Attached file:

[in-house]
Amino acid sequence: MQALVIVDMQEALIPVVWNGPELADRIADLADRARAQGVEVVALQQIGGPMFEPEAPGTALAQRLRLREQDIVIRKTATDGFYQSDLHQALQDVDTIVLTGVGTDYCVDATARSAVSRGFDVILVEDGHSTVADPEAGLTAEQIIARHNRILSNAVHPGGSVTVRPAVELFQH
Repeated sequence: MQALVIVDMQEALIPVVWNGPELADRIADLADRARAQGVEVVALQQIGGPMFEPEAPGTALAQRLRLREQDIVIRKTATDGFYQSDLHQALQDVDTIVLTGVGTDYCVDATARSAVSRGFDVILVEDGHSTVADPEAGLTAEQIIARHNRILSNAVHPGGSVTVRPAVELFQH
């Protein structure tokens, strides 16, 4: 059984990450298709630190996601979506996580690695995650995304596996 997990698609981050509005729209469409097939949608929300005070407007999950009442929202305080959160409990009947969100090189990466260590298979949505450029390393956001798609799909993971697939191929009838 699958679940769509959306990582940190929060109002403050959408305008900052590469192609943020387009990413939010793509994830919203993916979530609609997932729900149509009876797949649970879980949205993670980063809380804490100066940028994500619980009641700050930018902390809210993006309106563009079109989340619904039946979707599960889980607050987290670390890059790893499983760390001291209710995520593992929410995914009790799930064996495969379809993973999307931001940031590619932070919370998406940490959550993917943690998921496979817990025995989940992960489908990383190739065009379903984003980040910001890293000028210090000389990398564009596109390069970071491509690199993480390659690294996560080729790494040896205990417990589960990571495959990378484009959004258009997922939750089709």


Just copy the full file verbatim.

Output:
[in-house]
Amino acid sequence: MQALVIVDMQEALIPVVWNGPELADRIADLADRARAQGVEVVALQQIGGPMFEPEAPGTALAQRLRLREQDIVIRKTATDGFYQSDLHQALQDVDTIVLTGVGTDYCVDATARSAVSRGFDVILVEDGHSTVADPEAGLTAEQIIARHNRILSNAVHPGGSVTVRPAVELFQH
Repeated sequence: MQALVIVDMQEALIPVVWNGPELADRIADLADRARAQGVEVVALQQIGGPMFEPEAPGTALAQRLRLREQDIVIRKTATDGFYQSDLHQALQDVDTIVLTGVGTDYCVDATARSAVSRGFDVILVEDGHSTVADPEAGLTAEQIIARHNRILSNAVHPGGSVTVRPAVELFQH
């Protein structure tokens, strides 16, 4: 059984990450298709630190996601979506996580690695995650995304596996 997990698609981050509005729209469409097939949608929300005070407007999950009442929202305080959160409990009947969100090189990466260590298979949505450029390393956001798609799909993971697939191929009838 699958679940769509959306990582940190929060109002403050959408305008900052590469192609943020387009990413939010793509994830919203993916979530609609997932729900149509009876797949649970879980949205993670980063809380804490100066940028994500619980009641700050930018902390809210993006309106563009079109989340619904039946979707599960889980607050987290670390890059790893499983760390001291209710995520593992929410995914009790799930064996495969379809993973999307931001940031590619932070919370998406940490959550993917943690998921496979817990025995989940992960489908990383190739065009379903984003980040910001890293000028210090000389990398564009596109390069970071491509690199993480390659690294996560080729790494040896205990417990589960990571495959990378484009959004258009997922939750089709």